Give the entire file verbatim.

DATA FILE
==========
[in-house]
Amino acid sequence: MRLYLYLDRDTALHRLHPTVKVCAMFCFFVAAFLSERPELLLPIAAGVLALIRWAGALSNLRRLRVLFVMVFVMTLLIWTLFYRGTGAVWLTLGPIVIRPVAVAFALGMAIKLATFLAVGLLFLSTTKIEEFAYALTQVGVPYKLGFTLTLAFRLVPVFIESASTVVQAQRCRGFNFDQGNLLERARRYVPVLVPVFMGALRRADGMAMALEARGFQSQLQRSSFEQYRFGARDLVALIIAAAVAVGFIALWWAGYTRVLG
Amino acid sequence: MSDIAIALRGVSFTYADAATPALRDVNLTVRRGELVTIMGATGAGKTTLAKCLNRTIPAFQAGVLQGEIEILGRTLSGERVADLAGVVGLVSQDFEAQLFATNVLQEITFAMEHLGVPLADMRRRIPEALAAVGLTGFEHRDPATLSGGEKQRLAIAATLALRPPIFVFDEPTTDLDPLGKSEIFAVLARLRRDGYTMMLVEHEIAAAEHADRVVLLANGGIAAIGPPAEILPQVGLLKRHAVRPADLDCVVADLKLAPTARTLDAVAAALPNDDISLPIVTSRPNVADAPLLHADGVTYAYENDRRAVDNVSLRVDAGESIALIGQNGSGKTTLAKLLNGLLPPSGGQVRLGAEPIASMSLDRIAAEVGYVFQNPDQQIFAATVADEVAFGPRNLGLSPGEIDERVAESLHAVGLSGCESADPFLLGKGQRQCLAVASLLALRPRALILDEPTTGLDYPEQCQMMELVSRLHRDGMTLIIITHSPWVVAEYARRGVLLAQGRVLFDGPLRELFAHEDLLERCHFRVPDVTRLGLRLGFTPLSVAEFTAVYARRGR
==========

[in-house]
Amino acid sequence: MRLYLYLDRDTALHRLHPTVKVCAMFCFFVAAFLSERPELLLPIAAGVLALIRWAGALSNLRRLRVLFVMVFVMTLLIWTLFYRGTGAVWLTLGPIVIRPVAVAFALGMAIKLATFLAVGLLFLSTTKIEEFAYALTQVGVPYKLGFTLTLAFRLVPVFIESASTVVQAQRCRGFNFDQGNLLERARRYVPVLVPVFMGALRRADGMAMALEARGFQSQLQRSSFEQYRFGARDLVALIIAAAVAVGFIALWWAGYTRVLG
Amino acid sequence: MSDIAIALRGVSFTYADAATPALRDVNLTVRRGELVTIMGATGAGKTTLAKCLNRTIPAFQAGVLQGEIEILGRTLSGERVADLAGVVGLVSQDFEAQLFATNVLQEITFAMEHLGVPLADMRRRIPEALAAVGLTGFEHRDPATLSGGEKQRLAIAATLALRPPIFVFDEPTTDLDPLGKSEIFAVLARLRRDGYTMMLVEHEIAAAEHADRVVLLANGGIAAIGPPAEILPQVGLLKRHAVRPADLDCVVADLKLAPTARTLDAVAAALPNDDISLPIVTSRPNVADAPLLHADGVTYAYENDRRAVDNVSLRVDAGESIALIGQNGSGKTTLAKLLNGLLPPSGGQVRLGAEPIASMSLDRIAAEVGYVFQNPDQQIFAATVADEVAFGPRNLGLSPGEIDERVAESLHAVGLSGCESADPFLLGKGQRQCLAVASLLALRPRALILDEPTTGLDYPEQCQMMELVSRLHRDGMTLIIITHSPWVVAEYARRGVLLAQGRVLFDGPLRELFAHEDLLERCHFRVPDVTRLGLRLGFTPLSVAEFTAVYARRGR